7 Khoon Maaf (2011) (7 Murders Forgiven)
Vishal Bhardwaj


7 Khoon MaafSo we have two high-profile filmmakers releasing two remarkably symmetric films this weekend which wear their inspirations on their sleeves. Both these similarly structured films give us serial killers traumatized by childhood events. But, while Menon’s movie is like gazing into a fish bowl, Bhardwaj’s is akin to peeping through the door lens. It is not the protagonist, Susanna (who befittingly misses an emotional arc, played by Priyanka Chopra) but the world around her that is distorted in 7 Khoon Maaf. Right from the beginning, we are told, she is in search of father figures (through her six husbands) to replace her deceased biological father (which, of course, culminates with her marriage to the Son, her ordinance, which wittily distorts her line about drinking her husband’s blood). Along the way, she seems to see herself as a feminist twist on Christ (which goes well with Bhardwaj’s not-so-singular brand of militant feminism) who suffers for the sake of those who follow. She seeks forgiveness for her seven sins, her seventh sin being exactly this misinterpretation of Christ’s mission, to militarize Jesus, to bring him to earth, to replace forgiveness with retribution, to ‘kill’ him. However, where Bhardwaj’s film trumps Menon’s is that, although it lends itself to easy Lacanian reading like Naaygal, 7 Khoon never attempts to reduce characters to psychoanalytical toolboxes. Spanning several decades (Bhardwaj clumsily attempts to contextualize the narrative, using political events while, given the themes, he should have done precisely the opposite: collapse history and let anachronism reign), 7 Khoon hops across film subgenres of the west (costume drama, period film, concert picture etc.) all the while having a very ‘Indian’ heart (The commentary on Indian patriarchy almost swaps targets in the Russian segment), as if remarking upon Bollywood’s skin deep aping of Hollywood cinema. This masking of ‘Indian-ness’ by ‘European-ness’ and of (regressive) actualities by (progressive) surfaces and of the present seemingly repeating itself to eternity is, ultimately, is what 7 Khoon deals with. And it deals with pretty well, even if one gets the feeling that a rewrite would have done more good.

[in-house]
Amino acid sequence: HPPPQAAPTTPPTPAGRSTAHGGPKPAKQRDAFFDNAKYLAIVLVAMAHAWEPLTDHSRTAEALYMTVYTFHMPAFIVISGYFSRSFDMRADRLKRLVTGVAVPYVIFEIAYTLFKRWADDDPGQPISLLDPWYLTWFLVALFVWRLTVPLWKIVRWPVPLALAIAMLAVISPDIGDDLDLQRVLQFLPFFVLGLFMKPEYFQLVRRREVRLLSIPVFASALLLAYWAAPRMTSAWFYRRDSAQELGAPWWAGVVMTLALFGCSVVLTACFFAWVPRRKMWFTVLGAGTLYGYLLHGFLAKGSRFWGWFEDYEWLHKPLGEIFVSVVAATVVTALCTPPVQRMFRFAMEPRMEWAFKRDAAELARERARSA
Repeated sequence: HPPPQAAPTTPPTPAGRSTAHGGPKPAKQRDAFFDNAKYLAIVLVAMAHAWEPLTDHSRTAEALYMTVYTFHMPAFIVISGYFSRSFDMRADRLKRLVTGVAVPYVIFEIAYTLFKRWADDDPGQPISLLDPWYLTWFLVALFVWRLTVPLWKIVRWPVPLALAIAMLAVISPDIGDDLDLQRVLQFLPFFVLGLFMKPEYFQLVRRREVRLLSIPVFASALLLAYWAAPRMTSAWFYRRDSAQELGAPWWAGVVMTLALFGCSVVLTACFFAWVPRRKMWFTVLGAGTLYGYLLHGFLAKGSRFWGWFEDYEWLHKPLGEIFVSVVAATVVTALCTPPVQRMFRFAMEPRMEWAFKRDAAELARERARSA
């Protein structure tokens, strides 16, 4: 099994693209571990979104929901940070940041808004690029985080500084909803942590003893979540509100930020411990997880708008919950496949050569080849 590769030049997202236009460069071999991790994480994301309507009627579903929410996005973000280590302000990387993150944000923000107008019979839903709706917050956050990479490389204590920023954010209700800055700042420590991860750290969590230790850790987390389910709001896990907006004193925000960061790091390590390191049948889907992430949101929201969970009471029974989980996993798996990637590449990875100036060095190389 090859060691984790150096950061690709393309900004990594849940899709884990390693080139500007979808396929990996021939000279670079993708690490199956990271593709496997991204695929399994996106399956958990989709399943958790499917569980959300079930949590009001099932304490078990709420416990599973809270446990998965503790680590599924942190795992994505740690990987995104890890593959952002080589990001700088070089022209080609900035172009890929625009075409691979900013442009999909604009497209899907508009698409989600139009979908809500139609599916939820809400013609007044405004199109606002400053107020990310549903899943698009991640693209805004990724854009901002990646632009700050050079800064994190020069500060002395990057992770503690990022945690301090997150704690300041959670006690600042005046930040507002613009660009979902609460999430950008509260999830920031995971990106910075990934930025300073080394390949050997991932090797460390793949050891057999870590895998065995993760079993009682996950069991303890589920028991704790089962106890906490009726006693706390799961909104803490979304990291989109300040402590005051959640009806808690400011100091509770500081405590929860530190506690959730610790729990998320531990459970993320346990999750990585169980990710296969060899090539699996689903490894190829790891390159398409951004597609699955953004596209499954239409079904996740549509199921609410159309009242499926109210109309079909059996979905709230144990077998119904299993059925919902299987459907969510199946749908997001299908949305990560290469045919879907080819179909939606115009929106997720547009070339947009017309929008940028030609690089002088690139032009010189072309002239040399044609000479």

(Image Courtesy: Fun Cracker)